Check out this compelling roundtable discussion of four expert climate change scientists: The State of the Climate — and of Climate Science.
It originally appeared in the June 2009 issue of DISCOVER Magazine. (I just "discovered" it ...) The introduction does a great job of describing the crossroads we're at today as science and public opinion meet:
"In the list of world challenges, global warming might be at once the most alarming and the most controversial. According to some predictions, climate change caused by human activity could cause mass extinction in the oceans, redraw the planet’s coastlines, and ravage world food supplies. At the same time, a significant portion of the American public questions whether global warming will really cause any major harm; many still doubt that human-driven warming is happening at all."
Here are a few highlights of the discussion:
"I spend a lot of time studying the ice sheets at the bottom of the planet—how they form and how they collapse. The poles are like the planet’s air conditioner. When things are working well, the poles keep the planet nice and cool and we don’t think about it. When things stop working, the poles can start to melt and there’s a puddle on the floor. Today both poles are getting warmer; in Greenland and Antarctica you can see the surface of the ice dropping, and you can see there’s less mass when you measure the ice from space. The process has been ongoing, but it looks like it’s happening faster than it was. We know the ice sheets have come and gone in the past. Why is this any different? One of the most compelling reasons is that in the past the ice sheets from the two poles didn’t move together—one would lead and the other would follow. This time, both the north and south are spewing ice into the global ocean, accelerating at the same time."
— Robin E. Bell, a senior research scientist at Columbia University’s Lamont-Doherty Earth Observatory
[... the Earth got warm in the past, too] "but it got warm over millions of years, and ecosystems had a chance to adapt. What we’re seeing are rates of increase in greenhouse gases and warming that exceed natural rates by a factor of 100. So what we’re doing is really unusual when seen from a geologic perspective.
[Humans are doing in centuries what natural processes do over millions of years?] "Yes, and the other timescale mismatch is that what we do over the next decades will affect life on this planet for hundreds of thousands of years, if not millions of years. We are at a critical juncture in earth history. If we don’t do the right thing and there are geologists around 50 million years from now, they’ll be able to look at cores and see the remnants of a civilization that developed advanced technology but didn’t develop the wisdom to use it wisely."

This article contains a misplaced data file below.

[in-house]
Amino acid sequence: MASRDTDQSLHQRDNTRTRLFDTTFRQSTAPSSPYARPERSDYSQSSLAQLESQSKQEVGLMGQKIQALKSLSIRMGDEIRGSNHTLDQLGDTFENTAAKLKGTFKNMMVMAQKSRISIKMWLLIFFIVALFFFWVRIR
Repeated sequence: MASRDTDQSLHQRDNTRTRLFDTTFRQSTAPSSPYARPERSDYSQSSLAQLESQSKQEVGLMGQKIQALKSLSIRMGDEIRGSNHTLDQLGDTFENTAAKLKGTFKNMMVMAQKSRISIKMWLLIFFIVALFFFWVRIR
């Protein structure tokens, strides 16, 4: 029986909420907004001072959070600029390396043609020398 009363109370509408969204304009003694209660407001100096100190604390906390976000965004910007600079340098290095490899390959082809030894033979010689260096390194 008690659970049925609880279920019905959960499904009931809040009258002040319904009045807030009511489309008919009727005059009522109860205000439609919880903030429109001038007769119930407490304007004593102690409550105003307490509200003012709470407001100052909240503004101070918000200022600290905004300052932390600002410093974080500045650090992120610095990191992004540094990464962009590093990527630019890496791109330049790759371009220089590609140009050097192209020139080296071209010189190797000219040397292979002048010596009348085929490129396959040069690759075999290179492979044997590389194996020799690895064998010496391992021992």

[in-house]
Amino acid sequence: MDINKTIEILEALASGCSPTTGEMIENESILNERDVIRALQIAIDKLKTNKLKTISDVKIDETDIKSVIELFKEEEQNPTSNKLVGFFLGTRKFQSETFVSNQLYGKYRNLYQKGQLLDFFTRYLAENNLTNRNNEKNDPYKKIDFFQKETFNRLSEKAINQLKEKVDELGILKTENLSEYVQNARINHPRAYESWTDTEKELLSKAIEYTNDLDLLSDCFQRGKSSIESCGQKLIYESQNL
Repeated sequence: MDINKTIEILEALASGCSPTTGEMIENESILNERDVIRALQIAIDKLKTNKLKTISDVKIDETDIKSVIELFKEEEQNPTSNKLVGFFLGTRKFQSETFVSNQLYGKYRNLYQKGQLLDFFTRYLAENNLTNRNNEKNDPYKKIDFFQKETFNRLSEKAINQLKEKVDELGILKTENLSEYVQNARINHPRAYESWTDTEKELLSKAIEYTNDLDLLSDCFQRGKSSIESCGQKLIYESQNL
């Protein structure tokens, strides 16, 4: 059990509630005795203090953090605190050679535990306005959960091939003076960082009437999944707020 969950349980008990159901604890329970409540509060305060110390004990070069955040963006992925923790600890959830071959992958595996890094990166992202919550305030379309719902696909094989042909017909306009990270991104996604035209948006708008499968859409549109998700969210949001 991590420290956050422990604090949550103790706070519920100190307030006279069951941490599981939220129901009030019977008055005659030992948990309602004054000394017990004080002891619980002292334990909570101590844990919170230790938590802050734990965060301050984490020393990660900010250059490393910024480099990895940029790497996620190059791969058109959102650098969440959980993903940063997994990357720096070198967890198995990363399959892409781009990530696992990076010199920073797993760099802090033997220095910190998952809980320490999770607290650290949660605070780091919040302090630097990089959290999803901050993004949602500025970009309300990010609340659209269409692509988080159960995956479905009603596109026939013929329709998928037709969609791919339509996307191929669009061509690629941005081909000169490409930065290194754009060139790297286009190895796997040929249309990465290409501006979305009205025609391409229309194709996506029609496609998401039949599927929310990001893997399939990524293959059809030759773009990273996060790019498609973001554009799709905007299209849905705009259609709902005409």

"To me the most compelling evidence [that human behavior is actually warming the planet] is the fact that the stratosphere — the upper atmosphere — is cooling while the lower atmosphere and the land surface are warming. That’s a sign that greenhouse gases are trapping energy and keeping that energy close to the surface of the earth. I mentioned that in ocean acidification, you actually see animals that should make shells unable to make shells anymore. You could demonstrate the same kind of effect in a bell jar in the lab. There is a level of certainty about it."
— Ken Caldeira, a professor at Stanford and staff member in the department of global ecology at the Carnegie Institution of Washington
"One of the most remarkable achievements of the 20th century was the way we were able to increase the global food supply in pace with unprecedented population growth. We will have to raise the food supply another two times to feed all of the people that we think will be alive by the latter third of the 21st century. We have reason to be somewhat sanguine about doing it if climate stays more or less the same, but how will we do it with the climate change? Based on our simulations and on 25 years of research, what bothers us most is that in the tropics, where the majority of poor people live today, crops are currently raised at temperatures pretty close to their photosynthetic optimums."
— Bill Easterling, Dean of the College of Earth and Mineral Sciences at Pennsylvania State University
You can read the full discussion and learn more about the credentials of the panelists at The State of the Climate — and of Climate Science.
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